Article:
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Schizophrenia and the Dysfunctional Brain

Justin Garson

University of Utah
j.garson@utah.edu

   Scientists, philosophers, and even the lay public commonly accept that schizophrenia stems from a biological or internal 'dysfunction.' However, this assessment is typically accompanied neither by well-defined criteria for determining that something is dysfunctional nor empirical evidence that schizophrenia satisfies those criteria. In the following, a concept of biological function is developed and applied to a neurobiological model of schizophrenia. It concludes that current evidence does not warrant the claim that schizophrenia stems from a biological dysfunction, and, in fact, that unusual neural structures associated with schizophrenia may have functional or adaptive significance. The fact that current evidence is ambivalent between these two possibilities (dysfunction versus adaptive function) implies that schizophrenia researchers should be much more cautious in using the 'dysfunction' label than they currently are. This has implications for both psychiatric treatment as well as public perception of mental disorders.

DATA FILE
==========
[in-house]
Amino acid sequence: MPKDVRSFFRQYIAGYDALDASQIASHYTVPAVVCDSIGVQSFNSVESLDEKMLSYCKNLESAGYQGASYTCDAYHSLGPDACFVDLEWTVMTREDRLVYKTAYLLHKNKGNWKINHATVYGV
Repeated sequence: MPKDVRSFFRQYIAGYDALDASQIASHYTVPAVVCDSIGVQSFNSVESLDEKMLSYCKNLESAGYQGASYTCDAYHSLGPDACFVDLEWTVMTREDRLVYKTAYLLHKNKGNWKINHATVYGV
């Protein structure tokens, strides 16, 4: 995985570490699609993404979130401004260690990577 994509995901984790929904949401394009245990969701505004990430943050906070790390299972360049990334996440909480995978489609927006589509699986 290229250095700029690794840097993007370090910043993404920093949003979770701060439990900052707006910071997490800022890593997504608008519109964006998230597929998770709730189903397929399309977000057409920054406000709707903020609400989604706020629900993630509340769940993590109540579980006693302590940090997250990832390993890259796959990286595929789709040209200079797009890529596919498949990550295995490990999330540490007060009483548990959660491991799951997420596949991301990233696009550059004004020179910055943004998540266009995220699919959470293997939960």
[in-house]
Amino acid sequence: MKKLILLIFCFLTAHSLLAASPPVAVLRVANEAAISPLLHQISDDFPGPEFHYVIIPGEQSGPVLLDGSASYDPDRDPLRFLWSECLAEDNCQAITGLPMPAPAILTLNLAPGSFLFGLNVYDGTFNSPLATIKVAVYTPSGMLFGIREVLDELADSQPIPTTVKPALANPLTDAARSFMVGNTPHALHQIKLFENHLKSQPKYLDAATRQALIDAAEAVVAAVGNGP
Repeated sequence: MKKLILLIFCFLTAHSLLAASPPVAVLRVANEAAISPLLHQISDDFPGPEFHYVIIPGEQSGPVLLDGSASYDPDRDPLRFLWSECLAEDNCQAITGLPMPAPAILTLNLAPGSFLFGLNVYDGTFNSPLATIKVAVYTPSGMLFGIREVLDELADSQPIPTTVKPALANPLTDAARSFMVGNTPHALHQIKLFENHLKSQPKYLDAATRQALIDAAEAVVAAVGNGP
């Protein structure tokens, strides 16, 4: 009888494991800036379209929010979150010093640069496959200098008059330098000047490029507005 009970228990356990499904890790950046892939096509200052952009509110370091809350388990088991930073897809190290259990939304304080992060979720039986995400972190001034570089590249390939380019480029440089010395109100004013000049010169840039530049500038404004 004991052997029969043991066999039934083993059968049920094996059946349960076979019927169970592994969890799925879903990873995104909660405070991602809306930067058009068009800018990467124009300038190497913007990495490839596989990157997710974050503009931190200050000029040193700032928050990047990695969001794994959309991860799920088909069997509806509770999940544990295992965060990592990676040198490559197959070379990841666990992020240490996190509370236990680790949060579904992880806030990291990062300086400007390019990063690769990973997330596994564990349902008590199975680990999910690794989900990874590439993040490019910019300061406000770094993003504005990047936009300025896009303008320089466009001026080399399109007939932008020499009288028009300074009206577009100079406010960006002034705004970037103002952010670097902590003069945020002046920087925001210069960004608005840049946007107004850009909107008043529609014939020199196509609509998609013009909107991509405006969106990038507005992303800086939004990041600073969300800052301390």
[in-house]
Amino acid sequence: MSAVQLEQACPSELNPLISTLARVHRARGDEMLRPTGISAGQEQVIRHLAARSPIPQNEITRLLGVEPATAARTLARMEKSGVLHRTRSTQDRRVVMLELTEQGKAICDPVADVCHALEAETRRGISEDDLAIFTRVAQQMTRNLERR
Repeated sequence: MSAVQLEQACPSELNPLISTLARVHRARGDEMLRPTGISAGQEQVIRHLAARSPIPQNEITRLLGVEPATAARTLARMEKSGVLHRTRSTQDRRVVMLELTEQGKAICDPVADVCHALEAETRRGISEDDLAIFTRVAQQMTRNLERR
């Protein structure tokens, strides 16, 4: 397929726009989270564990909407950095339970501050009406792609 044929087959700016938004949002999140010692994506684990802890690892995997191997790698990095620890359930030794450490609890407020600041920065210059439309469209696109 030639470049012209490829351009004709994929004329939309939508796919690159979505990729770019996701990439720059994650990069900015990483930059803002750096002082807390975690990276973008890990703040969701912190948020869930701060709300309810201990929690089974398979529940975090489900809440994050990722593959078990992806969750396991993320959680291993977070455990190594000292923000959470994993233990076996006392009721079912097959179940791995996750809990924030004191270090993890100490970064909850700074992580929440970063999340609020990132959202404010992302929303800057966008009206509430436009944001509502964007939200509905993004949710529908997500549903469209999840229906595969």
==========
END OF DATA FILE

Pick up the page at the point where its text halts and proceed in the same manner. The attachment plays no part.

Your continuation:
Keywords: Mental disorder, mental illness, function, dysfunction, schizophrenia, natural selection, neural selection, psychiatry



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Journal of Cognitive Science
Editor-in-Chief, Chungmin Lee
Seoul National University
College of Humanities
Seoul, 151-742
Republic of Korea

Copyright 2000-2013. Institute for Cognitive Science, Seoul National University. All rights reserved.